It was unthinkable in my high school years that I, a gay person, could be a successful politician. It was drilled into our heads that we had to be “extras” in the political arena, but never star in the leading role. The jobs we could take, if we remained at least semi-closeted, were communications director, political consultant, or campaign manager. But the idea of people voting for an open homosexual to lead a city or represent a state was almost unfathomable.

After decades of bitter fighting against implacable foes, the tide finally turned in the remarkable year of 2012. President Obama took a “risk” in backing marriage equality and still handily won reelection, sweeping the majority of swing states where this issue could have harmed his chances of winning. Wisconsin elected Tammy Baldwin, the nation’s first openly gay United States Senator. Joining Baldwin in Congress are David Cicilline, D-R.I., Sean Patrick Maloney, D-N.Y., Mark Pocan, D-Wis., Jared Polis, D-Colo., Kyrsten Sinema, D-Ariz., Mark Takano, D-Calif. Additionally, there is a farm team of openly gay and lesbian state lawmakers, who all have bright futures.

The historic year of 2012 brought victory in four gay marriage referendums (Maryland, Maine, Minnesota, and Washington), bringing the total of states with same-sex marriage to nine and the District of Columbia. The entire region of New England, except for Rhode Island, is a gay marriage zone. By the end of 2013, all of the west coast, with the exception of Oregon could potentially have marriage equality. In the Midwest, there is a decent chance that Illinois will join Iowa in marrying gay couples.

In 2012, we saw the unraveling of the so-called “ex-gay” industry. The year started with Alan Chambers, the president of Exodus International, admitting that Exodus had a 99.9% failure rate. Dr. Robert Spitzer renounced his infamous 2001 study that said some highly motivated homosexuals could change from gay to straight. California passed a law prohibiting “ex-gay” therapy for minors, while Rep. Jackie Speier (D-CA) introduced a resolution condemning such quack therapy. The Southern Poverty Law Center launched a landmark lawsuit against the “ex-gay” program Jews Offering New Alternatives to Homosexuality (JONAH) for its quack-like practices.

The past year offered an avalanche of celebrities who came out of the closet. The all-star list was led by CNN host Anderson Cooper and ABC weatherman Sam Champion. We saw a professional boxer, Orlando Cruz, a former NFL player, Wade Davis, and several Olympic athletes acknowledge their sexual orientation. Rapper Frank Ocean came out and the hip-hop world didn’t seem to care. The most influential new political figure, New York Times writer, Nate Silver, also announced that he was gay. The number of people who acknowledged their sexual orientation in 2012 was so great, that for the first time, there are Top 50 lists.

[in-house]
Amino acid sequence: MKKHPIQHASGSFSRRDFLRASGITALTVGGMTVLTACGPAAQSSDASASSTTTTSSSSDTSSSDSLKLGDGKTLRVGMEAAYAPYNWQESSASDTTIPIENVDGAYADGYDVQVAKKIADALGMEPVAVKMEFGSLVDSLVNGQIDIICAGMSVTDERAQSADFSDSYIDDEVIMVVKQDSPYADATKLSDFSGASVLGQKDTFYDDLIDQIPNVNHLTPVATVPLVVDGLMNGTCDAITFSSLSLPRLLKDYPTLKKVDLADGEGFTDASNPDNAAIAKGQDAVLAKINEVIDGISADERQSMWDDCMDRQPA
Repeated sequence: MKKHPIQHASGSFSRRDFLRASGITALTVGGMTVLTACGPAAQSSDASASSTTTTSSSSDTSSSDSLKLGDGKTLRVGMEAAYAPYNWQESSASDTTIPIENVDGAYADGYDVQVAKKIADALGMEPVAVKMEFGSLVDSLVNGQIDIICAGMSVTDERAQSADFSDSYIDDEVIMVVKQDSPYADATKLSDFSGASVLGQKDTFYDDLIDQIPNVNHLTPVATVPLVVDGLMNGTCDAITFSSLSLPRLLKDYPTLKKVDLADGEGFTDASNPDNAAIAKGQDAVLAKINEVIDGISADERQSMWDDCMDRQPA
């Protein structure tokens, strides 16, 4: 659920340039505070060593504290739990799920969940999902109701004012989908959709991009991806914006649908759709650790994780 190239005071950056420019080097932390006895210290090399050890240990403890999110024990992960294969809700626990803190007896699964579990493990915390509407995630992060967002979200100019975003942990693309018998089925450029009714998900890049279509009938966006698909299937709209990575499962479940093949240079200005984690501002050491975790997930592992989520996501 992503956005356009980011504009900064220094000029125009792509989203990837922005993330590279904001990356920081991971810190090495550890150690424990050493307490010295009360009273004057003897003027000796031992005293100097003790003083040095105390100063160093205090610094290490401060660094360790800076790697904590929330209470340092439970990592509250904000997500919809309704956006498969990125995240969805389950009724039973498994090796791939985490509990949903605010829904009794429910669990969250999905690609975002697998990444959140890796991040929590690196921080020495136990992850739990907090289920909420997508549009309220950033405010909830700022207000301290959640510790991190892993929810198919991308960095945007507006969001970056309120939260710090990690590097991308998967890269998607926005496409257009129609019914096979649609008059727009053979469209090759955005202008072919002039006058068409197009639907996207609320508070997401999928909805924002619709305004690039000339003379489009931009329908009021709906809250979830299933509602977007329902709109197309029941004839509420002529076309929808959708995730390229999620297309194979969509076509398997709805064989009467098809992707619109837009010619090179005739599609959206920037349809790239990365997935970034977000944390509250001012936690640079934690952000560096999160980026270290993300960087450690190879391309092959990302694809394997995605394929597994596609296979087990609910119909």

The future seems limitless and gay youth can plan brilliant futures without their sexual orientation being an impediment. This is not only a time for dreaming, it is a moment when dreams come true. America electing the first openly gay president is now a distinct possibility within my lifetime.

Meanwhile, our most fearsome foes appear rather feckless. Catholic bishops and fundamentalist Christians repeatedly teamed up to deny LGBT people equal rights. These zealots gave it their best shot and still failed. They will not give up and we will still have to battle these bigots to achieve full equality. However, we are in a situation where even conservatives, such as George Will and Newt Gingrich, admit that there is no putting the gay genie back in the bottle. Those who still oppose gay rights are increasingly viewed as dead enders, such as the National Organization for Marriage’s Brian Brown, and fringe fanatics like Peter LaBarbera, who snoops around gay sex clubs and calls his voyeurism “research.” Outspoken homophobia is increasingly terrain where reasonable and respectable people will no longer venture.

The LGBT movement will have its good days and bad in the year ahead. Gay people can still be fired in most states because of their sexual orientation. Bullying is an ongoing problem in schools. Society must address the despicable violence and hostility against transgender people.

Still, it is pretty clear that there will be fewer setbacks and more celebrations in the coming years. While we will enjoy the pyrotechnics on New Year’s Eve, the fireworks for the LGBT movement will continue in 2013.